of behavior. So we could have a policy to make sure that bad behavior has checks and balances.” said Dahle at a June 18 council meeting. At UPD, policy is set by board members along with the executive branch, a six-person body headed by Sheriff Rosie Riviera. But many decisions are left to the executives, who enjoy a certain latitude and can only be overruled with a majority vote by the board. During Holladay’s City Council meetings in June, members expressed interest in establishing a independent review board to deal with potential officer-involved incidents at UPD. “We want to have a review process that’s outside of the chain of command. We need to know what the accountability path is, and be informed if there are complaints, rather than hearing about it in the newspaper, which is too late for us,” said Councilmember Paul Fotheringham. Trouble here, albeit, is that state law denies cities this power of immediate oversite. HB 415, which passed into law in 2019, “Prohibits a municipality from establishing a board or committee with certain powers over a police chief.” The language of the bill limits the authority of civil service commissions meant for direct oversight. Therefore, the type of review board the council envisions would not be legal. Contracting with UPD is efficient for small- to medium-sized cities because it allows them to pool funding for comprehensive police resources, including an array of special services—from forensics, to violent crimes investigation, to SWAT and Collision Reconstruction Analysis. This dramatically lowers the city’s cost, but also minimizes their role and authority at the policy level. The model may be a little too hands-off, however, given the city does not appear to be abreast of its own role and authority over accountability in the ranks. Nonetheless, the council categorically applauded its precinct leader, Police Chief Justin Hoyal. According to Hoyal, UPD plans to release updates to its training curriculum this month, which will include increased training on de-escalation tactics. “De-escalation is mostly being able to talk to somebody. It’s just communicating well and talking somebody whose noncompliant into being compliant,” Hoyal said. “Anybody that has a complaint can call and speak to a supervisor, and aside from that there is a separate internal affairs unit. If there was a major complaint, it’d go to internal affairs and then it would go to management. So, there is quite a process when it comes to major complaints. There are several different layers. UPD has been pretty progressive in its policies, but anytime we’ve had a major incident, we always go back and see how we could do it better.” Generally, residents expressed confidence in leaders for their willingness to address systemic issues in policing. “I’m grateful you’re looking at this. Maybe we require anti-bias training. It makes me happy to hear that you are open to having a dialogue,” said resident Teller. l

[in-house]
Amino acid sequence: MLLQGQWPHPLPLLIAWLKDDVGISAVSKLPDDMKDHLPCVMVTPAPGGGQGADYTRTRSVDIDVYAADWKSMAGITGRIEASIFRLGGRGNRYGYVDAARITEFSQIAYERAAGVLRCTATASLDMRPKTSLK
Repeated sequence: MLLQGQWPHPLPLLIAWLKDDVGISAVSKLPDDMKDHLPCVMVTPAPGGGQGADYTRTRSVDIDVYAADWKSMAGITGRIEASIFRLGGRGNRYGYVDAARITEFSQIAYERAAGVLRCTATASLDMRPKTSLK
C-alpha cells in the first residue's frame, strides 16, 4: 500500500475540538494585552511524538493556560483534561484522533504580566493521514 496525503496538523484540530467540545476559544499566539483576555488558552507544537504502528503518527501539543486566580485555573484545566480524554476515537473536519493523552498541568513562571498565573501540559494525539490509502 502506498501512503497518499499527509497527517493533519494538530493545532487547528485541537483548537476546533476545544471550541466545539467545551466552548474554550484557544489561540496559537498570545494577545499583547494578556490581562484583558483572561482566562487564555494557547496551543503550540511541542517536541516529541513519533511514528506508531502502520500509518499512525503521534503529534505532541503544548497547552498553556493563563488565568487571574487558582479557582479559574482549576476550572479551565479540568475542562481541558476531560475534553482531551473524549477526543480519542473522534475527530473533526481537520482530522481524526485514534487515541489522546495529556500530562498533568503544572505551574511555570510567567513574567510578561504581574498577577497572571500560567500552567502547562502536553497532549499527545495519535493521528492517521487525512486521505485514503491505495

Holladay City Journal

Oakwood student sees an ocean in bubbles and wins Reflections honorable mention By Heather Lawrence | h.lawrence@mycityjournals.com